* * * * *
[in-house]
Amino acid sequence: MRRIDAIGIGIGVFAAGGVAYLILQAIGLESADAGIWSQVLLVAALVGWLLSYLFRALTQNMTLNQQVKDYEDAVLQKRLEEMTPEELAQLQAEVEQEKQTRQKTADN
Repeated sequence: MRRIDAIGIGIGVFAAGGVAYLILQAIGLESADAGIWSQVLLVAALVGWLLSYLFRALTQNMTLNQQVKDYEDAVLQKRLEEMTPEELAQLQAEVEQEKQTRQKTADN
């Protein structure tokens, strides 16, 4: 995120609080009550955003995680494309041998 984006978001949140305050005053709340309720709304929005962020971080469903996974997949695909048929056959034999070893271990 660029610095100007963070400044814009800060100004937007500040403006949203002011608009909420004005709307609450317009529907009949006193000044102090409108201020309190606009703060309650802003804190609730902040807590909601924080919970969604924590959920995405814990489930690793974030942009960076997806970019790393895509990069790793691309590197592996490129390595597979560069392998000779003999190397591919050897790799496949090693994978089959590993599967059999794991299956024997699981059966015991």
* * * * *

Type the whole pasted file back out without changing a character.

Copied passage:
[in-house]
Amino acid sequence: MRRIDAIGIGIGVFAAGGVAYLILQAIGLESADAGIWSQVLLVAALVGWLLSYLFRALTQNMTLNQQVKDYEDAVLQKRLEEMTPEELAQLQAEVEQEKQTRQKTADN
Repeated sequence: MRRIDAIGIGIGVFAAGGVAYLILQAIGLESADAGIWSQVLLVAALVGWLLSYLFRALTQNMTLNQQVKDYEDAVLQKRLEEMTPEELAQLQAEVEQEKQTRQKTADN
């Protein structure tokens, strides 16, 4: 995120609080009550955003995680494309041998 984006978001949140305050005053709340309720709304929005962020971080469903996974997949695909048929056959034999070893271990 660029610095100007963070400044814009800060100004937007500040403006949203002011608009909420004005709307609450317009529907009949006193000044102090409108201020309190606009703060309650802003804190609730902040807590909601924080919970969604924590959920995405814990489930690793974030942009960076997806970019790393895509990069790793691309590197592996490129390595597979560069392998000779003999190397591919050897790799496949090693994978089959590993599967059999794991299956024997699981059966015991």